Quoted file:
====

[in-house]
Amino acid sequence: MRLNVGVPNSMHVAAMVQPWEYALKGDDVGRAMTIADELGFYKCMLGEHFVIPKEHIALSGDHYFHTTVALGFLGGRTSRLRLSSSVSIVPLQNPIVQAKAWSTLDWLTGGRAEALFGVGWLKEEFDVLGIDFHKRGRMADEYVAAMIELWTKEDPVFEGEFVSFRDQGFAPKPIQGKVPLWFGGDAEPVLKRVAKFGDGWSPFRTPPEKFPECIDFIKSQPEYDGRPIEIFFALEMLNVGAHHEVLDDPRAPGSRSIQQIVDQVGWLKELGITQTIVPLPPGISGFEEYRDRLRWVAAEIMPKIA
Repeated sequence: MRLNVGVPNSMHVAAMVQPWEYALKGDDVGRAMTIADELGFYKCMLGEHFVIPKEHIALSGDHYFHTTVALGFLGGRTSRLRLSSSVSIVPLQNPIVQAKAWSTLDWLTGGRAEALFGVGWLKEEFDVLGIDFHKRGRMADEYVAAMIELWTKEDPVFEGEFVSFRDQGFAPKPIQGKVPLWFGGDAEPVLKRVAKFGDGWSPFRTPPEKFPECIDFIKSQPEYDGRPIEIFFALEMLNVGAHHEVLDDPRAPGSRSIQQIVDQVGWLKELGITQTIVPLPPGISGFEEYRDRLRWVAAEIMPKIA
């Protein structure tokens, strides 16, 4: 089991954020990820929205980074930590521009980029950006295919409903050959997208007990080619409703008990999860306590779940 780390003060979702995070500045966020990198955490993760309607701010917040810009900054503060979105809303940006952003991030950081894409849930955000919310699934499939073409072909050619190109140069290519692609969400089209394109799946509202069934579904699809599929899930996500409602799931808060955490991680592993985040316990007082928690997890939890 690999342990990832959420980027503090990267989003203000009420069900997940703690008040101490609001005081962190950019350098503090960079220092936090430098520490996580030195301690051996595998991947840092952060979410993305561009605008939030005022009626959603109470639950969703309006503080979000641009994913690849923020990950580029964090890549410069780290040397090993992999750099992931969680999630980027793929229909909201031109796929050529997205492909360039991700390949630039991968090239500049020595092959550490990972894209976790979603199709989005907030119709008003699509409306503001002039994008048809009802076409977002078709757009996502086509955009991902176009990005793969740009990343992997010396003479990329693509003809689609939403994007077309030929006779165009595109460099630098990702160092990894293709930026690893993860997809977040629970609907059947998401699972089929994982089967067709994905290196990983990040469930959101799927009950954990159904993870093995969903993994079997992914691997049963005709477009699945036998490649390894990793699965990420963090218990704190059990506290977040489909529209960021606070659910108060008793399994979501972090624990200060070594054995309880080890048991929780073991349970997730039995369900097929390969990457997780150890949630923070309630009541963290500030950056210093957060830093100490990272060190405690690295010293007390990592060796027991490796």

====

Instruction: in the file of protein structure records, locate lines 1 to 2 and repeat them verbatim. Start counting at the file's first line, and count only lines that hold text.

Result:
[in-house]
Amino acid sequence: MRLNVGVPNSMHVAAMVQPWEYALKGDDVGRAMTIADELGFYKCMLGEHFVIPKEHIALSGDHYFHTTVALGFLGGRTSRLRLSSSVSIVPLQNPIVQAKAWSTLDWLTGGRAEALFGVGWLKEEFDVLGIDFHKRGRMADEYVAAMIELWTKEDPVFEGEFVSFRDQGFAPKPIQGKVPLWFGGDAEPVLKRVAKFGDGWSPFRTPPEKFPECIDFIKSQPEYDGRPIEIFFALEMLNVGAHHEVLDDPRAPGSRSIQQIVDQVGWLKELGITQTIVPLPPGISGFEEYRDRLRWVAAEIMPKIA